It will surprise no one that 70% of America's richest households own stocks. But did you know that 68% own funds?
That's right. For all of the hubbub over Donald Trump and his real estate empire, TNS Financial Services' annual report on America's millionaires found that only 46% had investment property.
They were also borrowing less, cutting their average debt by 8% from 2004 to 2005 and, according to TNS, following a conservative, long-term strategy for wealth accumulation.
How to be a rich fund investor
How remarkably encouraging. Why work to become a stock-picking genius when riches come to those who patiently invest in the best mutual funds? Not that stock investing is a bad pursuit. I love it. But the data says that Fools don't have to learn the art and science of picking stocks to earn great wealth.
Of course, this truism comes with a massive caveat: Fully three-quarters of mutual funds will destroy your wealth rather than enhance it. How can you tell the chumps from the champs? Here are three tips taken from our recent series covering the basics of fund investing:
1. Keep it cheap. All funds charge an annual fee called an expense ratio. But some funds charge more than others. Interestingly, there's zero correlation between the size of the expense ratio and the degree of market outperformance. For example, AIM Charter B (BCHTX) charges 2.01% but lost to the market over the past five years. CGM Focus (CGMFX), meanwhile, charges just 1.02% annually but has walloped the S&P by nearly six percentage points per year since 2002.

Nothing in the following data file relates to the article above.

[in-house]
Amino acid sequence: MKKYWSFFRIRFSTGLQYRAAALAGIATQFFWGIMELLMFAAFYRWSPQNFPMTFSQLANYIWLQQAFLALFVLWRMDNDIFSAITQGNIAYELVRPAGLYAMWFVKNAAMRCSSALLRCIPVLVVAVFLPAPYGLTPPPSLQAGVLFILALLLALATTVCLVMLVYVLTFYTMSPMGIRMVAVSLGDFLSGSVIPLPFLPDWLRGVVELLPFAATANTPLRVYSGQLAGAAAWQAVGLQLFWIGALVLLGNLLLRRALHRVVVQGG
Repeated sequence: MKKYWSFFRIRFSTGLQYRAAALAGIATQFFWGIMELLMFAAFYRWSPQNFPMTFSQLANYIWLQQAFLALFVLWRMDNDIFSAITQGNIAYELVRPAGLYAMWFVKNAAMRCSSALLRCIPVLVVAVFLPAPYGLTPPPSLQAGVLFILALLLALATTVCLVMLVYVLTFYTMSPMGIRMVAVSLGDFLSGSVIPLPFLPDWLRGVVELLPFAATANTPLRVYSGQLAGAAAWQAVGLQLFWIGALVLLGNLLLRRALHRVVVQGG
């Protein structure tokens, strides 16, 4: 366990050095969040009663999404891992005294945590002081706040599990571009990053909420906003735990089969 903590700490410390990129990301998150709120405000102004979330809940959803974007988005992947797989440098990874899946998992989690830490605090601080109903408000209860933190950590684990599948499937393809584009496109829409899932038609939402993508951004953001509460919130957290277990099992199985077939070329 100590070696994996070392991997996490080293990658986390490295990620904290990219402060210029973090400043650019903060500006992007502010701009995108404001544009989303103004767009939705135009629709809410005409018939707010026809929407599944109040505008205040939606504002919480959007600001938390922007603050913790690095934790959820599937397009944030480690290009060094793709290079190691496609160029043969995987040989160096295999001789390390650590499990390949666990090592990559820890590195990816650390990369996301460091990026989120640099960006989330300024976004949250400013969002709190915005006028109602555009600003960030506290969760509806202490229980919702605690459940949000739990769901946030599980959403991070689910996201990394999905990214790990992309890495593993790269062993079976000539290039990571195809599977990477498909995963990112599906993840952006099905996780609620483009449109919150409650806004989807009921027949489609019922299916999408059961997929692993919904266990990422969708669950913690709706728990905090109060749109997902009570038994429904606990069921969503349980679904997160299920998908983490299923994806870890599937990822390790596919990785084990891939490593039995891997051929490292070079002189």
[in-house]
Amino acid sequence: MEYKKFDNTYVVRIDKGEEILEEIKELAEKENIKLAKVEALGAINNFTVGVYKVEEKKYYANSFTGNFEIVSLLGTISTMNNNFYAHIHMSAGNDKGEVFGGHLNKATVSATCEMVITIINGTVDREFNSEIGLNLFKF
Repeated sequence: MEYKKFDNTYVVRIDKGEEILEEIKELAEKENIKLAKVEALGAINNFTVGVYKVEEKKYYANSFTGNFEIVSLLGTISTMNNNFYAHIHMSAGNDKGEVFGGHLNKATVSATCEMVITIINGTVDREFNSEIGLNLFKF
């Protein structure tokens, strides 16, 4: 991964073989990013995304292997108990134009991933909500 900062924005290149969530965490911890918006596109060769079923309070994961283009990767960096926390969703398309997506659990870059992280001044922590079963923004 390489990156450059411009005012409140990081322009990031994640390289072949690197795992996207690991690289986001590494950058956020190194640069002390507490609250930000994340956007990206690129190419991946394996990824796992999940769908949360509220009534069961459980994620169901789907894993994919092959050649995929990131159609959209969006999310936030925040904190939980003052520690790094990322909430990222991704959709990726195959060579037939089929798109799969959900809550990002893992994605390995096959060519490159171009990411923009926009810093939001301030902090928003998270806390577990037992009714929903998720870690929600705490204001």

2. Say no to loads. You don't need sales charges, known as loads, either. Once again I refer you to AIM Charter B. Its positions in Cisco Systems (Nasdaq: CSCO ) , Schlumberger (NYSE: SLB ) , and AT&T (NYSE: T ) are easily duplicated by cheapskate market-beater Fidelity Contrafund (FCNTX).
3. Cut the fat. More insidious are funds that are no longer accepting new money but still charge a 12b-1 fee to cover marketing expenses. MainStay Equity Index (MCSEX), which has large positions in Hewlett-Packard (NYSE: HPQ ) and JPMorgan Chase (NYSE: JPM ) , is a prime example. It charges 0.25% annually for promoting a fund you can't buy and which, after expenses, has lost to the market by nearly one percentage point per year since 2002.
Follow the money
Stock picking is an acquired skill that can be learned with time and effort. But you needn't have that skill to get rich. Substantial wealth can also be acquired through top funds.
Need help getting started? Let me introduce you to Shannon Zimmerman, who leads our Champion Funds service and co-advises Motley Fool Green Light, our personal finance guide that's loaded with moneymaking tips for investing newbies. Click here to get your copy and 30 days of free access to the Motley Fool Green Light service. There's no obligation to subscribe.
This article was originally published on March 5, 2007. It has been updated.
Fool contributor Tim Beyers writes weekly about personal finance and investing basics. Have a Foolish money tip? Tell him. Tim didn't own shares in any of the companies mentioned in this article at the time of publication. His portfolio holdings can be found at his Fool profile. JPMorgan is an Income Investor recommendation. CGM Focus is a Champion Funds recommendation. The Motley Fool's disclosure policy won't load you down.